NASA’s Insight Lander experienced the distant sound of two large ‘Marscakes’ in March, which appeared from an area near the Mars equator known as the Cerberus fossa. The epicenter was reported below the Pacific Ocean floor, however; no tsunami alert was issued. The epicenter was reported below the Pacific Ocean floor, however; A couple of similarly strong marsupials rocked the same region in 2019.
The Cerberus fossae region is scarred by a series of massive, almost parallel fissures that formed when the planet’s crust was opened by a dramatic volcanic event. Volcano is the primary driver of earthquakes on Mars: The Red Planet does not have tectonic plates, which cause most of the earthquakes we feel on Earth.
On Mars, the Cerberus fossa area is one of the main centers of such activity, and due to its geographical instability it is an attractive area to study in the past and present.
Our ability to detect marsupials is very new. Geologists have been skeptical of their existence for decades, but Insight managed to capture its seismic interior structure (SEIS) until early 2019 without being able to capture anyone’s record. The Viking 2 lander observed an event that was a small earthquake in 1976, but could not rule out that wind or weather was the cause at the time. Insight, on the other hand, has found hard evidence of more than five hundred earthquake events in the last two years. Most of the markwaves detected by SEIS are small, but those derived from the cerpus fossa are even clearer and stronger.
Incredible, geologists Predictable Insight may have heard earthquakes from the Cerberus fossa region six years before the spacecraft landed on Mars. In 2012, a research team used images taken by the Harris camera of the Mars Renaissance Orbiter to explore the area, and found evidence of recent landslides and rocks that rolled down steep slopes at certain intervals. These rocks coincide with the aftermath of earthquakes at home, suggesting that a Marscake may have occurred recently. Insight’s new findings confirm that theory.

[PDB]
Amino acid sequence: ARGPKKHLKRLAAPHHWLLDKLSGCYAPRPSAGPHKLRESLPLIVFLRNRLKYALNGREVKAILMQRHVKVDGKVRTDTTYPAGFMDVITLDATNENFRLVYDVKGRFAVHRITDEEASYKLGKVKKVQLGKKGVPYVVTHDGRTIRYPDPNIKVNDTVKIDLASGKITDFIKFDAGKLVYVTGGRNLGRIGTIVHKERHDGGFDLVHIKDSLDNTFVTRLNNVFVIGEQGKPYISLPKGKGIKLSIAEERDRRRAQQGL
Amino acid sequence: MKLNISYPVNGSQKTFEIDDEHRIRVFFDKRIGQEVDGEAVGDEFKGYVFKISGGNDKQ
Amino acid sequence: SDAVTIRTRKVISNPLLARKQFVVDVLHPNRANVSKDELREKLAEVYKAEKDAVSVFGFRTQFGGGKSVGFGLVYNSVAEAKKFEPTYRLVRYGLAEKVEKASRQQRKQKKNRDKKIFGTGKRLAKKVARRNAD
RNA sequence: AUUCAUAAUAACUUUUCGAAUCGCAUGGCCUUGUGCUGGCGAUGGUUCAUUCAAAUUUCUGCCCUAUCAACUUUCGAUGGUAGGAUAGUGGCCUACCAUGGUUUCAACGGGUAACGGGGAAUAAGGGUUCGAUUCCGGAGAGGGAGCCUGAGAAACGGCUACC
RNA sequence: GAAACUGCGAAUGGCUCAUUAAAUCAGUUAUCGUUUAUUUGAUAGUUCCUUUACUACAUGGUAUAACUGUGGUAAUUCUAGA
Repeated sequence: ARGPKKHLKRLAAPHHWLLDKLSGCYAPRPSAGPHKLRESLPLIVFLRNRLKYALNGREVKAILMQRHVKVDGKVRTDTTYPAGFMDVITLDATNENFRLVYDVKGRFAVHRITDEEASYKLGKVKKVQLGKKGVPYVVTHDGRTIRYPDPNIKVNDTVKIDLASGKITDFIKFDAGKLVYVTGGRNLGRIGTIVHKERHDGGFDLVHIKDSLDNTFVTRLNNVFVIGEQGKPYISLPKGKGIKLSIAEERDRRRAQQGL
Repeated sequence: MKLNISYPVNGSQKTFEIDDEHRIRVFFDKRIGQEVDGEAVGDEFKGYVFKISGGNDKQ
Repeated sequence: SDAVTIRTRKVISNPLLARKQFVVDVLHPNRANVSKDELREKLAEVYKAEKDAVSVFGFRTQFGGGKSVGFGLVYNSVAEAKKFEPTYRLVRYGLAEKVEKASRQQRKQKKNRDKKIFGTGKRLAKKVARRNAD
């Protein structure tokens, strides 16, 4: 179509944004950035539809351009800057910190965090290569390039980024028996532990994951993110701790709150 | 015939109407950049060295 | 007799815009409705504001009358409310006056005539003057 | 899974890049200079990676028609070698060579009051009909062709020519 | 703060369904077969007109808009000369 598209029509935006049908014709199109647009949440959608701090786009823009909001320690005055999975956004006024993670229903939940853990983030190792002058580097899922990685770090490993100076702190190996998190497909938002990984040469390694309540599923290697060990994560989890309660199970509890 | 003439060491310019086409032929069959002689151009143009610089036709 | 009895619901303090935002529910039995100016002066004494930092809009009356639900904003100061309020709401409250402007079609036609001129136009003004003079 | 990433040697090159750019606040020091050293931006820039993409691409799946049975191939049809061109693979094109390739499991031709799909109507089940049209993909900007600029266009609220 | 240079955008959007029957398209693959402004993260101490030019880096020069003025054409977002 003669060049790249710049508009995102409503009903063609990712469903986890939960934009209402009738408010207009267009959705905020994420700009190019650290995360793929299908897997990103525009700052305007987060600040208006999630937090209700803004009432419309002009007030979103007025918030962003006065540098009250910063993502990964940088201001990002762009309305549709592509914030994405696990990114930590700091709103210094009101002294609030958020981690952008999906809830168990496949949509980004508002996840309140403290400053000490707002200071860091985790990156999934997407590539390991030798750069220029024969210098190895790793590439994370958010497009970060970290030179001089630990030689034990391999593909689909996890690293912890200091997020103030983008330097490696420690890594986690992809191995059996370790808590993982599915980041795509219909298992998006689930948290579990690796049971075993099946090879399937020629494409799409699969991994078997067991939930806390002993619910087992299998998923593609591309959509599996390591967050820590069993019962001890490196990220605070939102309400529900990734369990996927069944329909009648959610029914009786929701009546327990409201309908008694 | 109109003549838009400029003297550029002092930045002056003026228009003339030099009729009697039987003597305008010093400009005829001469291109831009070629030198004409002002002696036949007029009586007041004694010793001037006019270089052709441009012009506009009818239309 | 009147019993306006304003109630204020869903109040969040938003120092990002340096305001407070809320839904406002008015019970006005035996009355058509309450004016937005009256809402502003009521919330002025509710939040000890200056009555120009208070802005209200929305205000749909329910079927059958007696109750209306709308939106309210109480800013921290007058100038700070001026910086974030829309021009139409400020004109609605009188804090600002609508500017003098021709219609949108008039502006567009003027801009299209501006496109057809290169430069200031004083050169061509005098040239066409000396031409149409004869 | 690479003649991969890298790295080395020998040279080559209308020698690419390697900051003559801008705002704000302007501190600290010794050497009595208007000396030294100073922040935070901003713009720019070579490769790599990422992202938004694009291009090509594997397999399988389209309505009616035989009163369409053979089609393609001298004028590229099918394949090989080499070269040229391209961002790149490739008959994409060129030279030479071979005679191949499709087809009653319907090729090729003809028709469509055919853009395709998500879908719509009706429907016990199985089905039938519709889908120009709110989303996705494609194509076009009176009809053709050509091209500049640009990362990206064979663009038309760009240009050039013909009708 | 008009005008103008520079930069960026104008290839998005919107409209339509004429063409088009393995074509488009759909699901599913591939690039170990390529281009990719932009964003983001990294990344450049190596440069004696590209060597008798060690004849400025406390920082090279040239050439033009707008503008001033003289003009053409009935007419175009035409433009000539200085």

The Insight mission received a two-year extension in January, during which time the team hopes to create a detailed record of Tuesday’s seismic activity. To ensure the highest quality data, they have started using the lander’s robotic arm to bury the cable of the SEIS instrument. Doing so will reduce wind noise, vibrations and temperature fluctuations, all of which may interfere with seismic measurements and obscure possible markwake findings.
Insight is still struggling Dust covered solar panels, I.e. some of the lander’s equipment, like its weather station, must be operated temporarily. Insight still has enough energy to keep SEIS running for another month or two, after which it will have to go to sleep. This low power level will remain until a dust devil clears the panels or until Mars approaches the sun in its orbit, which should happen soon after July.
Meanwhile, researchers are excited about the findings coming from the Cerberus fossa, and believe that strong earthquakes have not yet come. If Insight hears a ‘Big One’, the vibrations may go deep enough to interact with the planet’s mantle and its center. Listening to such an event will teach us more about the internal structure of the planet – which we currently know very little about.